In the 1980s, rock and roll had become ridiculous.
Or at least, the most popular bands were ridiculous. A genre that started out as something rebellious, grassroots, and political had become a parody of itself. The outfits. The huge hair. The songs about partying and girls. Overly sanitized production and lyrical emptiness that took the heart out of the music. There is certainly a place for that kind of music, don’t get me wrong. But as the 80s turned into the 90s, mainstream rock was not doing anything new.
Meanwhile, a new kind of musical culture was emerging. Hip hop was rebellious, grassroots, and political in the same way rock had been a few decades earlier. I remember buying my first hip hop record and feeling immediately connected to something exciting.
Fast forward to the present day. I would argue that hip hop has evolved in the same way rock did. Most mainstream hip hop today gives us very little in the way of rebelliousness or political statements, but is more concerned with partying and girls, just like mainstream rock was in the 80s.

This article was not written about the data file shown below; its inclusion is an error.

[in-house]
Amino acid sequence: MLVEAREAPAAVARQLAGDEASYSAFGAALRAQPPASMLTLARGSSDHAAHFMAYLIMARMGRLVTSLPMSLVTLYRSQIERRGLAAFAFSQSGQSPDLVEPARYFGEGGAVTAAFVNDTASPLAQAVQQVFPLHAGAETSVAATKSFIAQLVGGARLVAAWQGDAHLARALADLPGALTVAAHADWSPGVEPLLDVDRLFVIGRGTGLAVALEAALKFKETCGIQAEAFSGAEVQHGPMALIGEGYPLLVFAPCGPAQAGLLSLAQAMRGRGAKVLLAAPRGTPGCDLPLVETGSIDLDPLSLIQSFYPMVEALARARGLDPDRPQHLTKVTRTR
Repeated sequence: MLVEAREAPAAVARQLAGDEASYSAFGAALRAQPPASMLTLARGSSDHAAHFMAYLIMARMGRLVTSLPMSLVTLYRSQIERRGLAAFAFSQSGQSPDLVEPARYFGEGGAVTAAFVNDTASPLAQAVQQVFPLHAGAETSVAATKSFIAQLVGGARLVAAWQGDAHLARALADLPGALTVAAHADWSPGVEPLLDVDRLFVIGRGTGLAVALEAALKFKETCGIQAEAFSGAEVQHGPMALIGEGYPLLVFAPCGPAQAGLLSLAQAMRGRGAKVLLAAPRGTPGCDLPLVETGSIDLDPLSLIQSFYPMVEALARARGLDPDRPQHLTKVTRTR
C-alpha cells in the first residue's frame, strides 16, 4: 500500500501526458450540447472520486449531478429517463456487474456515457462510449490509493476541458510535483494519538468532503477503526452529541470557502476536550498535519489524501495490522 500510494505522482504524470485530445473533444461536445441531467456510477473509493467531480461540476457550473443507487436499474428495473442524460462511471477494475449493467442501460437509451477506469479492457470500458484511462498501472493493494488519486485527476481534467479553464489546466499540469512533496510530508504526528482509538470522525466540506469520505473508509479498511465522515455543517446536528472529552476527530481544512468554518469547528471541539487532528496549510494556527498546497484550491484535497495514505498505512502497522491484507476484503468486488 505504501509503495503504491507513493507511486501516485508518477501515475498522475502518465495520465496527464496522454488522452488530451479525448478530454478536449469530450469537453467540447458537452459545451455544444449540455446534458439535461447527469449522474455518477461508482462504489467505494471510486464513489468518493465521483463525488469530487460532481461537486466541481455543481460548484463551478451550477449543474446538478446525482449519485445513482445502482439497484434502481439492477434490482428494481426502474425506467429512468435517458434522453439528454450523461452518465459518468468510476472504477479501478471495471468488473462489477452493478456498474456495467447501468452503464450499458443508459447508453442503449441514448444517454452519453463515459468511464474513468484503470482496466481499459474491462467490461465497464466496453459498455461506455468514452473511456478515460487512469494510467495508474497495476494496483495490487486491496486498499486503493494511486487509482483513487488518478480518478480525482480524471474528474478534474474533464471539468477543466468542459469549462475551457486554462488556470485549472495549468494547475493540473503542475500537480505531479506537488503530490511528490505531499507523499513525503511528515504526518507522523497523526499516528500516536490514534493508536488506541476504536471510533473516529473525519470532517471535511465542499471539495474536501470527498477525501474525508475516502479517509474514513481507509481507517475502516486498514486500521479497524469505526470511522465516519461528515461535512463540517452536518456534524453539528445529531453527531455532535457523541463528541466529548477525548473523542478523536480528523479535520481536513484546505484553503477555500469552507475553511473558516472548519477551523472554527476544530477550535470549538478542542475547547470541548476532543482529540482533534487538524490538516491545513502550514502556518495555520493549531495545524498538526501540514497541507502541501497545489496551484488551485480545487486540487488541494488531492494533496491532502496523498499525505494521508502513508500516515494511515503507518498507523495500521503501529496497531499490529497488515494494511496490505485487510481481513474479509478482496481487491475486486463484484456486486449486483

Which is why artists like Lupe Fiasco, and albums like his 2007 release, “The Cool”, are so refreshing. He’s a reminder that hip hop is doing fine, as long as you’re ready to search beyond what makes it to radio, and the generic, watered-down suburban mall rap that is currently occupying the mainstream.
What makes this a beautiful song:
1. The percussion is really light and crackly. It almost sounds like a needle skipping at the end of a record that someone forgot to take off the turntable.
3. With each chorus, there’s a bit more harmony. Except the very last chorus, when everything else fades out, and we’re left with a single vocal line.
Recommended listening activity:
Giving something a second chance.